There does not seem to be any precedent for invalidating such a self pardon.

    This strongly suggests that self pardons are allowed although it is not dispositive.

  10. I wonder if it would make any sense for Trump to try a self-pardon. Why wouldn’t he simply resign at some point before the inauguration — after pardoning his family and friends, of course — and then let President Pence pardon him? Assuming Pence intends to run in 2024, it would endear him to Trump’s base. Of course Trump could still face state charges and civil suits, but it would be one less thing to worry about.

    1. That seems like it would work. I’m sure it’s been (or is being) considered. But it seems to admit guilt and therefore might make state prosection more likely.

      1. It wouldn’t be construed as an admission of guilt by his supporters (and who else does he care about?) if Pence’s pardon statement was along the lines of Ford’s when he pardoned Nixon:

        “It is believed that a trial of Richard Nixon, if it became necessary, could not fairly begin until a year or more has elapsed. In the meantime, the tranquility to which this nation has been restored by the events of recent weeks could be irreparably lost by the prospects of bringing to trial a former President of the United States. The prospects of such trial will cause prolonged and divisive debate over the propriety of exposing to further punishment and degradation a man who has already paid the unprecedented penalty of relinquishing the highest elective office of the United States.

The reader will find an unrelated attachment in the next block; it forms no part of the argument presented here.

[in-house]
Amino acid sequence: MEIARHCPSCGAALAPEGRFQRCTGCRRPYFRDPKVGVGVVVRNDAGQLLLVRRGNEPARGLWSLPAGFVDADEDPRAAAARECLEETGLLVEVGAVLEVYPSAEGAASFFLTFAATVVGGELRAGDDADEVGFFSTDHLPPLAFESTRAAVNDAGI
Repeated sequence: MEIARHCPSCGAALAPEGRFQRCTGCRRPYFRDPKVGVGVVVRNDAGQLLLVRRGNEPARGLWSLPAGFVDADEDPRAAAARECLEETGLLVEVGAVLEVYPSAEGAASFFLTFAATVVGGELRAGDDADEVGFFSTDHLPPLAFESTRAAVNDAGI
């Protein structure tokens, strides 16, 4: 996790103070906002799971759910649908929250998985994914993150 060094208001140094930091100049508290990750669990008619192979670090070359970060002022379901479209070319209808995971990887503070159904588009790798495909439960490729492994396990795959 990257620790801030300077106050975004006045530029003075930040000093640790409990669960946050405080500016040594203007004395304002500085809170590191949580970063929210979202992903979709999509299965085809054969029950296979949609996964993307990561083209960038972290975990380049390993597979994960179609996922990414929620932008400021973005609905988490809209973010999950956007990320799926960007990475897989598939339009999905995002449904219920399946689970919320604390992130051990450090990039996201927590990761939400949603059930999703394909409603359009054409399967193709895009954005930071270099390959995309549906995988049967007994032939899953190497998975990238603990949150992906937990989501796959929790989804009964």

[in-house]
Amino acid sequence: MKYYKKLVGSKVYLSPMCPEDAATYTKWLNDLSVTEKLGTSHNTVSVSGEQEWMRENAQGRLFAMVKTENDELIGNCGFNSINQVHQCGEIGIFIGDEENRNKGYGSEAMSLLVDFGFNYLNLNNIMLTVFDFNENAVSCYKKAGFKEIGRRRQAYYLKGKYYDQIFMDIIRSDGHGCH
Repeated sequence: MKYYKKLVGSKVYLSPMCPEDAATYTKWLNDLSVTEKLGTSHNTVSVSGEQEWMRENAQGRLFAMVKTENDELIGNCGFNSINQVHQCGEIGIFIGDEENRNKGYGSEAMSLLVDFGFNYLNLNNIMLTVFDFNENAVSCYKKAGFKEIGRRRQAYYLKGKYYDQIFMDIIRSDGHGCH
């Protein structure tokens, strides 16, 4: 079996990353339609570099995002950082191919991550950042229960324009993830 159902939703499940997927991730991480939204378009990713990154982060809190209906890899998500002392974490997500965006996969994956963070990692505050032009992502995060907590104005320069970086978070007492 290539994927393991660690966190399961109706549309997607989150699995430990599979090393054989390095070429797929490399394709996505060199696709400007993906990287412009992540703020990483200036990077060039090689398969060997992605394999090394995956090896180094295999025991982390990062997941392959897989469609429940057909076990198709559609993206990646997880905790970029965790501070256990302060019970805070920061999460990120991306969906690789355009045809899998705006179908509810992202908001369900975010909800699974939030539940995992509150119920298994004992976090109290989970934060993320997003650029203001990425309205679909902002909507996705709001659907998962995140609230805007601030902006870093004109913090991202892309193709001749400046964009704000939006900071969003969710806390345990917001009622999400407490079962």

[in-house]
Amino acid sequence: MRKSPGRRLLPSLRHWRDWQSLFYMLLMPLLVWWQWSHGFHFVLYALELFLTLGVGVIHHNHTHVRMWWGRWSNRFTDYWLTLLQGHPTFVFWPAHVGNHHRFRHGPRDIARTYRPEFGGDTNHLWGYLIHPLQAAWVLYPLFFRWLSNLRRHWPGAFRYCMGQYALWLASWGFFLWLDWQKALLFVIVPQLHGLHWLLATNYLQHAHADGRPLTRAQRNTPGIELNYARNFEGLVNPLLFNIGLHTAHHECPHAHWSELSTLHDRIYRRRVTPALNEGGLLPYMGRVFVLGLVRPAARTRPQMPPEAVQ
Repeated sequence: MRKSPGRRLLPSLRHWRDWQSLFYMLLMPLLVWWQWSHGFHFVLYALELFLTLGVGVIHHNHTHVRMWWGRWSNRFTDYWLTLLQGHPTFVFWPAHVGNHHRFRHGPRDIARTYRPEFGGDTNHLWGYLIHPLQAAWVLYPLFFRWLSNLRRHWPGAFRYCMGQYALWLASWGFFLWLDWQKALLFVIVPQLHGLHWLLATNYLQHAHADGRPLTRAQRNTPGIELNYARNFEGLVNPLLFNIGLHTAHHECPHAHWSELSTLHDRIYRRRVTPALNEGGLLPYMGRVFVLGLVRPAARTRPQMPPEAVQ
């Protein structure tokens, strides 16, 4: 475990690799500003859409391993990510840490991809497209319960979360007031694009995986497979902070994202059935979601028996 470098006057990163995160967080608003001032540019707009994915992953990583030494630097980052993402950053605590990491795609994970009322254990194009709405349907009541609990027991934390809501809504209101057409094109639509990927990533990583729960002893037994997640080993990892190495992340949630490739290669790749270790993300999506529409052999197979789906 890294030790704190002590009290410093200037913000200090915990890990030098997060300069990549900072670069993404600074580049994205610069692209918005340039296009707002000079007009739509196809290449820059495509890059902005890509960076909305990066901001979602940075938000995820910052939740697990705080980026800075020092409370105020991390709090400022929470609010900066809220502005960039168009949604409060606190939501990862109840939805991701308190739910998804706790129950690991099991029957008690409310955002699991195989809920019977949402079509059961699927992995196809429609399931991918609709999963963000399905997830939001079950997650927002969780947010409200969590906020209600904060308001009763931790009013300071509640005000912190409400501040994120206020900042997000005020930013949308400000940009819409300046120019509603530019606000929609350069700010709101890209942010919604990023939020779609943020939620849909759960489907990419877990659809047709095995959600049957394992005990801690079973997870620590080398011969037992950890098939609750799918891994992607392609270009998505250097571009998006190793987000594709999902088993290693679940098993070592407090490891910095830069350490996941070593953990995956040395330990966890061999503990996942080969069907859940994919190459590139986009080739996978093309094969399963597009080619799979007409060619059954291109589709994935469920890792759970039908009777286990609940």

“Now, THEREFORE, I, GERALD R. FORD, President of the United States, pursuant to the pardon power conferred upon me by Article II, Section 2, of the Constitution, have granted and by these presents do grant a full, free, and absolute pardon unto Richard Nixon for all offenses against the United States which he, Richard Nixon, has committed or may have committed or taken part in during the period from January 20, 1969 through August 9,1974.”

        1. The “pardon is an admission of guilt” crap has to go. If someone offered you a pardon, immunizing you from any federal prosecution, and you hadn’t done anything wrong, would you take it? I would.

          1. I agree wholeheartedly.

            I would add here that the modern-day procedures involved in defending oneself from a serious charge are so lengthy and complex, and the cost of a defense in both time and money so great, that unless you are a retired multi-millionaire, the notion of not taking a pardon to defend yourself against a serious charge is insane.

            If “the process if the punishment,” as it often is, then you cannot read much into someone accepting a pardon to avoid the process.

    2. “Why wouldn’t he simply resign at some point before the inauguration”

      Probably because he doesn’t think he’s guilty, and it would amount to an admission of guilt.

  11. Who will stop Trump, and how? Specify the procedure.

    1. The OP does.

      1. Trump self-pardons.
      2. A Federal prosecutor prosecutes Trump.